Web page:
Kalmykiya

   / Khalmg Tangch
   An ethnic republic of the Russian Federation. In 1920, the All-Russian Central Executive Committee formed the Kalmyk Autonomous Oblast within Soviet Russia. Five years later, the region was elevated to republic status, becoming the Kalmyk Autonomous Soviet Socialist Republic (ASSR). In response to the support given to the invading German army in World War II, Joseph Stalin ordered the wholesale deportation of the Kalmyk nation to Siberia in 1943. The ASSR was abolished and its lands were divided between the Astrakhan and Stalingrad oblasts and Stavropol Krai. The regional capital, Elista (along with other city and place names), was changed during the period.
   After Stalin’s death, the Kalmyks were allowed to return to their homeland, which was restored as an autonomous republic within the Russian Soviet Federative Socialist Republic in 1958, though it lost a sliver of productive land to the Astrakhan oblast. The republic declared its sovereignty in 1990, though it did not advocate separation from Russia, and retained its status of an ethnic republic in the new Russian Federation.
   Located on the Caspian Sea, the republic borders Astrakhan, Volgograd, Rostov, Stavropol, and Dagestan. It is part of the Southern Federal District and the Volga Economic Region. The republic covers 76,100 square kilometers of mostly desert and steppe lands, and has a population of slightly less than 300,000. The Kalmyks recently gained majority status in the republic (53 percent); ethnic Russians make up a third of the population, down from 1991 due to a steady exodus from the republic. There are also significant numbers of Kazakhs, Chechens, and other North Caucasian minorities in the republic. The ethnic situation in the region is exceptionally calm, and there is little support for secession from Russia. Kalmykiya is the only predominantly Buddhist region in Europe; Kalmyks are Lamaist and revere the Dalai Lama, who has visited the republic a number of times since 1991.
   Despite the rather unfavorable quality of the land, the regional economy is based on livestock and agriculture, in addition to some oil revenues. The legacy of Soviet agricultural schemes and disregard for environmental preservation has negatively impacted the region’s ecosystem, making much of the landscape unsuitable for grazing or farming. Kalmykiya has the distinction of possessing Europe’s only desert, the result of the Soviet-era importation of sharp-hooved merino sheep, which devastated the fragile steppe soils. As a result, part of the country is classified as an environmental disaster area by the United Nations. Water scarcity remains a major problem in much of the region. Kalmykiya is ranked next-to-last in Russia in terms of per capita monetary income, and unemployment runs high in the republic.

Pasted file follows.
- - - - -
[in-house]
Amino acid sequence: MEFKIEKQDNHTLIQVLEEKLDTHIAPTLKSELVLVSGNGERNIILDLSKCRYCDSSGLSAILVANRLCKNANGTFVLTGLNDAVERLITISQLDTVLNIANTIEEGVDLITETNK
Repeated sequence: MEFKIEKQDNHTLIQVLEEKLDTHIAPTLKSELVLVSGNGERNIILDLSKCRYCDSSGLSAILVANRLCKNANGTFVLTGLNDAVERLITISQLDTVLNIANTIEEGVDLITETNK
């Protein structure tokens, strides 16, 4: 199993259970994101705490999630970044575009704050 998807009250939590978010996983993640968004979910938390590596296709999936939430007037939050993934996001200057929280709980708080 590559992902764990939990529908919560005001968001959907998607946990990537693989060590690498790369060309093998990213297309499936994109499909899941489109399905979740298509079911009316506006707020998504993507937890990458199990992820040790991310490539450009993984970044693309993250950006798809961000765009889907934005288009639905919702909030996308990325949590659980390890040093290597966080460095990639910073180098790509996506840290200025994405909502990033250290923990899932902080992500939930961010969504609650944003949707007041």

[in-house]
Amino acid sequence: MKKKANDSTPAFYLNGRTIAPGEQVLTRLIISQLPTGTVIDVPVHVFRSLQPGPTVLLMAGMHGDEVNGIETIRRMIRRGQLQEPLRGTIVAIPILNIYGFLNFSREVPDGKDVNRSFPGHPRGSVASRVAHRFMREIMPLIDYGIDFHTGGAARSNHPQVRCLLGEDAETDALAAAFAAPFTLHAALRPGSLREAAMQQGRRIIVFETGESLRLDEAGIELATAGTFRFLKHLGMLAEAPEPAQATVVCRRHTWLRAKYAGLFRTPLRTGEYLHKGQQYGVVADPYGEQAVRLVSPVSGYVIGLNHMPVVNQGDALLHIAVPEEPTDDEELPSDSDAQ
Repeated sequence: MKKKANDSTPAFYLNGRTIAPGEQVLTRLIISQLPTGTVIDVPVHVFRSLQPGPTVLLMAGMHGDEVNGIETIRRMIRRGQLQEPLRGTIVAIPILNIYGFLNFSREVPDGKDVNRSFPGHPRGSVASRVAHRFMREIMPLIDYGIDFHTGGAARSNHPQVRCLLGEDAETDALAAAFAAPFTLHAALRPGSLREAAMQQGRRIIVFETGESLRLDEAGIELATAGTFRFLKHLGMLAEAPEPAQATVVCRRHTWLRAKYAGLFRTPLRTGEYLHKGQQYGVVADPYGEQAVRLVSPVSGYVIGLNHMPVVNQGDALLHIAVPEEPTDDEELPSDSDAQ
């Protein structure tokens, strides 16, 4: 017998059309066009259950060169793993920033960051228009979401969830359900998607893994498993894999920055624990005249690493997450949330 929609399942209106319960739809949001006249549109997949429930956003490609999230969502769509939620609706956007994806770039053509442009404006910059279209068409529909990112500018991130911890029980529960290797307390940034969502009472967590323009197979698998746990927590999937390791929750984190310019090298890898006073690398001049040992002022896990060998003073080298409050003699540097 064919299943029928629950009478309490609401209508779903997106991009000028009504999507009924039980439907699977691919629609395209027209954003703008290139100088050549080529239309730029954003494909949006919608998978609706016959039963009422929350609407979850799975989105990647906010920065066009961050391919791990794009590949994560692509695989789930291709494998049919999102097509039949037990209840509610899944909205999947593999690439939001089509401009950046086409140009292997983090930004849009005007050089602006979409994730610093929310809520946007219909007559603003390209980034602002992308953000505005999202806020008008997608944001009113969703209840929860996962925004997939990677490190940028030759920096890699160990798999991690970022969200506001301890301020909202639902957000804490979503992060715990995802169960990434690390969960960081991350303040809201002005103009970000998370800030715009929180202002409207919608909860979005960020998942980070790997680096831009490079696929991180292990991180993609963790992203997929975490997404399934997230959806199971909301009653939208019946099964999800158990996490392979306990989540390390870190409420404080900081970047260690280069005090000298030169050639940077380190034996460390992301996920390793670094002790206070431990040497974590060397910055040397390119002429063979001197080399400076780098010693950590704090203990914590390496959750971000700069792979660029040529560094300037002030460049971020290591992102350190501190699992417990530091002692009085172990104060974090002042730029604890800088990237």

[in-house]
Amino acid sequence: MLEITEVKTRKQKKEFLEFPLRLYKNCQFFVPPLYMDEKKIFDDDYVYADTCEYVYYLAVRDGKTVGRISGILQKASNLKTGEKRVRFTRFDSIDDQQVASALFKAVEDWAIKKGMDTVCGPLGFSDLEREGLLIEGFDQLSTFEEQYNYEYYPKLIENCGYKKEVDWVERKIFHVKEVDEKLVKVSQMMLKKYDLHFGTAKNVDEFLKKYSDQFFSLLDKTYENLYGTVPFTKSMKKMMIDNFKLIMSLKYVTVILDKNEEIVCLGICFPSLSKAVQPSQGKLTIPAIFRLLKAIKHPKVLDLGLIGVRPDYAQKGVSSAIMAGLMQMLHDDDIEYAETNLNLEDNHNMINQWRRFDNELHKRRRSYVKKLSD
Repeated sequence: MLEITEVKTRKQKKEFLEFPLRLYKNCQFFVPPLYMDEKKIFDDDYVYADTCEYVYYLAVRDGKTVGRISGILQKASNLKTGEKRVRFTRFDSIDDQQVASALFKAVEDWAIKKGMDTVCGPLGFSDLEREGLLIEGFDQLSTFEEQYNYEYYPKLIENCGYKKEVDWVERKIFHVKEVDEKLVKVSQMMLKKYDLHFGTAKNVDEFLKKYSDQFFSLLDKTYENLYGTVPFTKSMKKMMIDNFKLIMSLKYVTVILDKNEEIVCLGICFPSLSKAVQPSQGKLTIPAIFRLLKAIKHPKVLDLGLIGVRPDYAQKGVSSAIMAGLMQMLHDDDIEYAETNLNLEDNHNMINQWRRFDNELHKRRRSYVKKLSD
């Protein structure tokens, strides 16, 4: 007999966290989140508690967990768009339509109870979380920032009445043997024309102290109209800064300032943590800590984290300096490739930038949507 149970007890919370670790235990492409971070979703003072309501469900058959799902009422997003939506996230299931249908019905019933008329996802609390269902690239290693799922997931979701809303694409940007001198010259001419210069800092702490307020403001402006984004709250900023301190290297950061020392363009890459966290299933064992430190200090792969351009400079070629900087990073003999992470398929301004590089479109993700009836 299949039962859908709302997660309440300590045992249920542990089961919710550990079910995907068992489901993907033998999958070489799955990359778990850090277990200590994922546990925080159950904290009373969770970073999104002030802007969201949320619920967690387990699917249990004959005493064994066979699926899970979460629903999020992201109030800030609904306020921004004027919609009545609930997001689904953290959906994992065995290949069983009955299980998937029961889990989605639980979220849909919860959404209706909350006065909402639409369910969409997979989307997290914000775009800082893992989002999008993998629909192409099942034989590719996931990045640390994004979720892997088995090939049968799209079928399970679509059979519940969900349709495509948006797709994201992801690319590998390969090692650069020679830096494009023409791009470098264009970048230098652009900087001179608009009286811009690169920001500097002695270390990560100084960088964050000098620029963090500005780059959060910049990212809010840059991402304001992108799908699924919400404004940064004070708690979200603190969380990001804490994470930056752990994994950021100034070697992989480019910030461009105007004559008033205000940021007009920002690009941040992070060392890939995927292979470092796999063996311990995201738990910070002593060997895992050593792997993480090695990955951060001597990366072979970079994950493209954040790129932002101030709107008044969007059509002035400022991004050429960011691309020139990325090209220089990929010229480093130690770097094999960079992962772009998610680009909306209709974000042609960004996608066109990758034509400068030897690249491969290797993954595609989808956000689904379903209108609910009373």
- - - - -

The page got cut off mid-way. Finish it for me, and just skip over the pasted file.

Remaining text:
The presidential election in 1991 was inconclusive, and ultimately the final round of voting was delayed until 1993, when Kirsan Ilyumzhinov won office at the age of 31. He has held office since, expanding the role and power of the presidency at the expense of the region’s unicameral legislature, the People’s Khural. Of all of Russia’s republican governors, Ilyumzhinov’s control over his region is arguably the greatest. While he has avoided Moscow’s wrath by declaring Russian law the dominant legal code of the republic, he ran unopposed for reelection in 1995, thus contravening federal law. In 1998, Ilyumzhinov, playing on Boris Yeltsin’s weakness in the wake of the country’s ruble crisis, threatened to sever ties with Russia and turn Kalmykiya into an independent tax haven (from 1995, Kalmykiya already served as a domestic-offshore zone for Russia, with all local taxes on companies registered in the republic replaced by a single $300 payment).
   Despite Ilyumzhinov’s independence from Moscow, he was recommended by Vladimir Putin to keep his post, a move quickly rubberstamped by the Khural in 2005. Under his reign, the republic has become the global center of the sport of chess; in 1995, Ilyumzhinov was elected as head of the International Chess Federation (FIDE), and he has made chess mandatory in Kalmykiya’s schools. For the 1998 Chess Olympiad, Ilyumzhinov built Chess City, a gleaming Olympic-style village on the outskirts of the capital, at a cost of nearly 50 million dollars.

Historical Dictionary of the Russian Federation. . 2010.

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